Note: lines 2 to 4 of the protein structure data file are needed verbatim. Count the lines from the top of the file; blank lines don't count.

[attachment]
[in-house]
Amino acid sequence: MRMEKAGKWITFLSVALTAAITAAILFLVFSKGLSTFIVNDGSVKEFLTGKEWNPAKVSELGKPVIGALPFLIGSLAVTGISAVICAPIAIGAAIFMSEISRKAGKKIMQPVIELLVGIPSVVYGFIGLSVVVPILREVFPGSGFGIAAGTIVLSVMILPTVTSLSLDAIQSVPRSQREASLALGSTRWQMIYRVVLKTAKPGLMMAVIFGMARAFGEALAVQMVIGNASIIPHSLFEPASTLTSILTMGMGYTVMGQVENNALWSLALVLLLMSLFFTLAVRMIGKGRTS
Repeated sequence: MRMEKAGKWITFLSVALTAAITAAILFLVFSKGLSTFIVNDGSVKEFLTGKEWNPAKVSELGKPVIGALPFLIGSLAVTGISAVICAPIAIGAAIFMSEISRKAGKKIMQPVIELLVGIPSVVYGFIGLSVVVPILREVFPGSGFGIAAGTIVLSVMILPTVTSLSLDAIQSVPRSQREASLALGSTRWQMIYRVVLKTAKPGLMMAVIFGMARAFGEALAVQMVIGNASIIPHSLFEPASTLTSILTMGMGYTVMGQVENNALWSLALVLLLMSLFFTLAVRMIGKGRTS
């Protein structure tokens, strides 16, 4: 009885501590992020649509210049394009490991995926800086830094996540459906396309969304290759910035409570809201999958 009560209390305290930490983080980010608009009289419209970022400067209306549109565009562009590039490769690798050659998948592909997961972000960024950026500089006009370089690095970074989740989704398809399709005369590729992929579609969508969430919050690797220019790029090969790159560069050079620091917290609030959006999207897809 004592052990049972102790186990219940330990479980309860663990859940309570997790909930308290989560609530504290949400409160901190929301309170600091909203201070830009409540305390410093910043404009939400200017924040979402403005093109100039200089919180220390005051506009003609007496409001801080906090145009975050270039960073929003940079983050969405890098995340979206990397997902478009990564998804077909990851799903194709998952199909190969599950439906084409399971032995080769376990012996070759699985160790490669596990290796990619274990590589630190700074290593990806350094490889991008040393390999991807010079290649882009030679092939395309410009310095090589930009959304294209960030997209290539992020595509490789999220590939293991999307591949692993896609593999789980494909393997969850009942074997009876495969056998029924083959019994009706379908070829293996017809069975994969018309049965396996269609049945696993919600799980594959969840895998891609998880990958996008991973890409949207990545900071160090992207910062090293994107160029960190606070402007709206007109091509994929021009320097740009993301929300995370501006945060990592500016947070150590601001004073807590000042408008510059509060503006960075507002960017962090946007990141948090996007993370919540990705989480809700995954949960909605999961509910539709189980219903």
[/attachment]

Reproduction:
Amino acid sequence: MRMEKAGKWITFLSVALTAAITAAILFLVFSKGLSTFIVNDGSVKEFLTGKEWNPAKVSELGKPVIGALPFLIGSLAVTGISAVICAPIAIGAAIFMSEISRKAGKKIMQPVIELLVGIPSVVYGFIGLSVVVPILREVFPGSGFGIAAGTIVLSVMILPTVTSLSLDAIQSVPRSQREASLALGSTRWQMIYRVVLKTAKPGLMMAVIFGMARAFGEALAVQMVIGNASIIPHSLFEPASTLTSILTMGMGYTVMGQVENNALWSLALVLLLMSLFFTLAVRMIGKGRTS
Repeated sequence: MRMEKAGKWITFLSVALTAAITAAILFLVFSKGLSTFIVNDGSVKEFLTGKEWNPAKVSELGKPVIGALPFLIGSLAVTGISAVICAPIAIGAAIFMSEISRKAGKKIMQPVIELLVGIPSVVYGFIGLSVVVPILREVFPGSGFGIAAGTIVLSVMILPTVTSLSLDAIQSVPRSQREASLALGSTRWQMIYRVVLKTAKPGLMMAVIFGMARAFGEALAVQMVIGNASIIPHSLFEPASTLTSILTMGMGYTVMGQVENNALWSLALVLLLMSLFFTLAVRMIGKGRTS
């Protein structure tokens, strides 16, 4: 009885501590992020649509210049394009490991995926800086830094996540459906396309969304290759910035409570809201999958 009560209390305290930490983080980010608009009289419209970022400067209306549109565009562009590039490769690798050659998948592909997961972000960024950026500089006009370089690095970074989740989704398809399709005369590729992929579609969508969430919050690797220019790029090969790159560069050079620091917290609030959006999207897809 004592052990049972102790186990219940330990479980309860663990859940309570997790909930308290989560609530504290949400409160901190929301309170600091909203201070830009409540305390410093910043404009939400200017924040979402403005093109100039200089919180220390005051506009003609007496409001801080906090145009975050270039960073929003940079983050969405890098995340979206990397997902478009990564998804077909990851799903194709998952199909190969599950439906084409399971032995080769376990012996070759699985160790490669596990290796990619274990590589630190700074290593990806350094490889991008040393390999991807010079290649882009030679092939395309410009310095090589930009959304294209960030997209290539992020595509490789999220590939293991999307591949692993896609593999789980494909393997969850009942074997009876495969056998029924083959019994009706379908070829293996017809069975994969018309049965396996269609049945696993919600799980594959969840895998891609998880990958996008991973890409949207990545900071160090992207910062090293994107160029960190606070402007709206007109091509994929021009320097740009993301929300995370501006945060990592500016947070150590601001004073807590000042408008510059509060503006960075507002960017962090946007990141948090996007993370919540990705989480809700995954949960909605999961509910539709189980219903």